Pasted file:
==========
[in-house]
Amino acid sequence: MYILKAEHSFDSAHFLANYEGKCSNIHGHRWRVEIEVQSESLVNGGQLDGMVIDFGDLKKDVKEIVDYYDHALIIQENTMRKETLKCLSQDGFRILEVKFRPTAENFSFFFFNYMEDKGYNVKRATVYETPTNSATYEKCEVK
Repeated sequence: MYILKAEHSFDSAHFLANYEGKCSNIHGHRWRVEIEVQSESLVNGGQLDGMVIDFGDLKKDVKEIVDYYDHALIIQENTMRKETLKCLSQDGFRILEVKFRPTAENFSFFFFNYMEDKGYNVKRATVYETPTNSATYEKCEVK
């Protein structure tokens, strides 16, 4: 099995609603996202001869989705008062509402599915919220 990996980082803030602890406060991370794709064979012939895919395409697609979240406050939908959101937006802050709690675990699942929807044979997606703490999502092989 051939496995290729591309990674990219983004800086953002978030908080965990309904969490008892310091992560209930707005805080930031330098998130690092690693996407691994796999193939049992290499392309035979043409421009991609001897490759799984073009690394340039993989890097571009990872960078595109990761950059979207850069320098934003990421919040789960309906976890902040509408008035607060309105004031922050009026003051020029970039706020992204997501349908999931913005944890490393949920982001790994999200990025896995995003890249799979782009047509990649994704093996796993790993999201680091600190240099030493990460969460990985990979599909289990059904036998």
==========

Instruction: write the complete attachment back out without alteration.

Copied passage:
[in-house]
Amino acid sequence: MYILKAEHSFDSAHFLANYEGKCSNIHGHRWRVEIEVQSESLVNGGQLDGMVIDFGDLKKDVKEIVDYYDHALIIQENTMRKETLKCLSQDGFRILEVKFRPTAENFSFFFFNYMEDKGYNVKRATVYETPTNSATYEKCEVK
Repeated sequence: MYILKAEHSFDSAHFLANYEGKCSNIHGHRWRVEIEVQSESLVNGGQLDGMVIDFGDLKKDVKEIVDYYDHALIIQENTMRKETLKCLSQDGFRILEVKFRPTAENFSFFFFNYMEDKGYNVKRATVYETPTNSATYEKCEVK
């Protein structure tokens, strides 16, 4: 099995609603996202001869989705008062509402599915919220 990996980082803030602890406060991370794709064979012939895919395409697609979240406050939908959101937006802050709690675990699942929807044979997606703490999502092989 051939496995290729591309990674990219983004800086953002978030908080965990309904969490008892310091992560209930707005805080930031330098998130690092690693996407691994796999193939049992290499392309035979043409421009991609001897490759799984073009690394340039993989890097571009990872960078595109990761950059979207850069320098934003990421919040789960309906976890902040509408008035607060309105004031922050009026003051020029970039706020992204997501349908999931913005944890490393949920982001790994999200990025896995995003890249799979782009047509990649994704093996796993790993999201680091600190240099030493990460969460990985990979599909289990059904036998």